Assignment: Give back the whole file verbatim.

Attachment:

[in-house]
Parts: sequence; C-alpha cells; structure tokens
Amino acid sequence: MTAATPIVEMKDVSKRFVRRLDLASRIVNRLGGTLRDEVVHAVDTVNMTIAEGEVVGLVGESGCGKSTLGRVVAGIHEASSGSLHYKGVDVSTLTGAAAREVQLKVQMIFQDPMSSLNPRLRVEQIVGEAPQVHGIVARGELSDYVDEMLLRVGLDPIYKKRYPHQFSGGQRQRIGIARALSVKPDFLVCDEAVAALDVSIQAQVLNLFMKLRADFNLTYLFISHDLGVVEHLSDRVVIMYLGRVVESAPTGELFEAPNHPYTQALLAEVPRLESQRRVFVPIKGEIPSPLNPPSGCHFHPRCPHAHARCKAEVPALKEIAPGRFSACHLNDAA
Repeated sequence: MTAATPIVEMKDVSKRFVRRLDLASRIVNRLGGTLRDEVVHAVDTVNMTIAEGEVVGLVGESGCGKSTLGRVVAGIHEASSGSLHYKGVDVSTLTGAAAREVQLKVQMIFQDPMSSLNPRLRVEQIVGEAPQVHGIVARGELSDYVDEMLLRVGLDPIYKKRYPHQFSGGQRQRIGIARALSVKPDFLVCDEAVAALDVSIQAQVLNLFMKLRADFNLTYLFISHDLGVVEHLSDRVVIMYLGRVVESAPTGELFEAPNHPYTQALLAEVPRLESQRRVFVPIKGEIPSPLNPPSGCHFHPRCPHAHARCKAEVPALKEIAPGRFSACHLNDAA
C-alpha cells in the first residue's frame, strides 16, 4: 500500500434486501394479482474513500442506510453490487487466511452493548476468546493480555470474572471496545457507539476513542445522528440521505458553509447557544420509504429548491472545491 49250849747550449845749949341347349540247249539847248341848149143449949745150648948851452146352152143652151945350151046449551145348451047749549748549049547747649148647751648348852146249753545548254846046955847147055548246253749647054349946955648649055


[in-house]
Parts: sequence; C-alpha cells; structure tokens
Amino acid sequence: MTAATPIVEMKDVSKRFVRRLDLASRIVNRLGGTLRDEVVHAVDTVNMTIAEGEVVGLVGESGCGKSTLGRVVAGIHEASSGSLHYKGVDVSTLTGAAAREVQLKVQMIFQDPMSSLNPRLRVEQIVGEAPQVHGIVARGELSDYVDEMLLRVGLDPIYKKRYPHQFSGGQRQRIGIARALSVKPDFLVCDEAVAALDVSIQAQVLNLFMKLRADFNLTYLFISHDLGVVEHLSDRVVIMYLGRVVESAPTGELFEAPNHPYTQALLAEVPRLESQRRVFVPIKGEIPSPLNPPSGCHFHPRCPHAHARCKAEVPALKEIAPGRFSACHLNDAA
Repeated sequence: MTAATPIVEMKDVSKRFVRRLDLASRIVNRLGGTLRDEVVHAVDTVNMTIAEGEVVGLVGESGCGKSTLGRVVAGIHEASSGSLHYKGVDVSTLTGAAAREVQLKVQMIFQDPMSSLNPRLRVEQIVGEAPQVHGIVARGELSDYVDEMLLRVGLDPIYKKRYPHQFSGGQRQRIGIARALSVKPDFLVCDEAVAALDVSIQAQVLNLFMKLRADFNLTYLFISHDLGVVEHLSDRVVIMYLGRVVESAPTGELFEAPNHPYTQALLAEVPRLESQRRVFVPIKGEIPSPLNPPSGCHFHPRCPHAHARCKAEVPALKEIAPGRFSACHLNDAA
C-alpha cells in the first residue's frame, strides 16, 4: 500500500434486501394479482474513500442506510453490487487466511452493548476468546493480555470474572471496545457507539476513542445522528440521505458553509447557544420509504429548491472545491 49250849747550449845749949341347349540247249539847248341848149143449949745150648948851452146352152143652151945350151046449551145348451047749549748549049547747649148647751648348852146249753545548254846046955847147055548246253749647054349946955648649055